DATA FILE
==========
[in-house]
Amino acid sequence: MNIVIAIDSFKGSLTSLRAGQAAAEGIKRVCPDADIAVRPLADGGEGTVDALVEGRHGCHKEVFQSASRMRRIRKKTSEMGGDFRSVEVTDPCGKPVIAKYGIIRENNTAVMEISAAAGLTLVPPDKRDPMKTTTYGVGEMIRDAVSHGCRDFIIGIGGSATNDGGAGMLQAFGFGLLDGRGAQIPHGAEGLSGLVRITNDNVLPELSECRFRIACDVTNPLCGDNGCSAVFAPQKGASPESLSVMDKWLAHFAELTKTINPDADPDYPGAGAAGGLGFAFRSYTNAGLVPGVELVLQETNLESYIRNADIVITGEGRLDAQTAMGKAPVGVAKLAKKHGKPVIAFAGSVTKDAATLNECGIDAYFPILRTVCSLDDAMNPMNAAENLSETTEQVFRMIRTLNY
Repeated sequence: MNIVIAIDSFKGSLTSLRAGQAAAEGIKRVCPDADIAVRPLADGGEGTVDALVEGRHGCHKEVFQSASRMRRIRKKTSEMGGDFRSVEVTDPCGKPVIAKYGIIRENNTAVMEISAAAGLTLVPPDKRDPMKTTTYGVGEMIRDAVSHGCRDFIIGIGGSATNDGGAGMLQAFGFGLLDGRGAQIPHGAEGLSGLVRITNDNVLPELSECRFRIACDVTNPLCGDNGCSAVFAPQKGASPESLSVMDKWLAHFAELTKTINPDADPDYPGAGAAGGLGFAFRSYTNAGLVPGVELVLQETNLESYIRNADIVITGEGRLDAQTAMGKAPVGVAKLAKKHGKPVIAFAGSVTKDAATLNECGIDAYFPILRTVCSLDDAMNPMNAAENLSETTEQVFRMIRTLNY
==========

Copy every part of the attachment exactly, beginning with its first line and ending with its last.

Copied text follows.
[in-house]
Amino acid sequence: MNIVIAIDSFKGSLTSLRAGQAAAEGIKRVCPDADIAVRPLADGGEGTVDALVEGRHGCHKEVFQSASRMRRIRKKTSEMGGDFRSVEVTDPCGKPVIAKYGIIRENNTAVMEISAAAGLTLVPPDKRDPMKTTTYGVGEMIRDAVSHGCRDFIIGIGGSATNDGGAGMLQAFGFGLLDGRGAQIPHGAEGLSGLVRITNDNVLPELSECRFRIACDVTNPLCGDNGCSAVFAPQKGASPESLSVMDKWLAHFAELTKTINPDADPDYPGAGAAGGLGFAFRSYTNAGLVPGVELVLQETNLESYIRNADIVITGEGRLDAQTAMGKAPVGVAKLAKKHGKPVIAFAGSVTKDAATLNECGIDAYFPILRTVCSLDDAMNPMNAAENLSETTEQVFRMIRTLNY
Repeated sequence: MNIVIAIDSFKGSLTSLRAGQAAAEGIKRVCPDADIAVRPLADGGEGTVDALVEGRHGCHKEVFQSASRMRRIRKKTSEMGGDFRSVEVTDPCGKPVIAKYGIIRENNTAVMEISAAAGLTLVPPDKRDPMKTTTYGVGEMIRDAVSHGCRDFIIGIGGSATNDGGAGMLQAFGFGLLDGRGAQIPHGAEGLSGLVRITNDNVLPELSECRFRIACDVTNPLCGDNGCSAVFAPQKGASPESLSVMDKWLAHFAELTKTINPDADPDYPGAGAAGGLGFAFRSYTNAGLVPGVELVLQETNLESYIRNADIVITGEGRLDAQTAMGKAPVGVAKLAKKHGKPVIAFAGSVTKDAATLNECGIDAYFPILRTVCSLDDAMNPMNAAENLSETTEQVFRMIRTLNY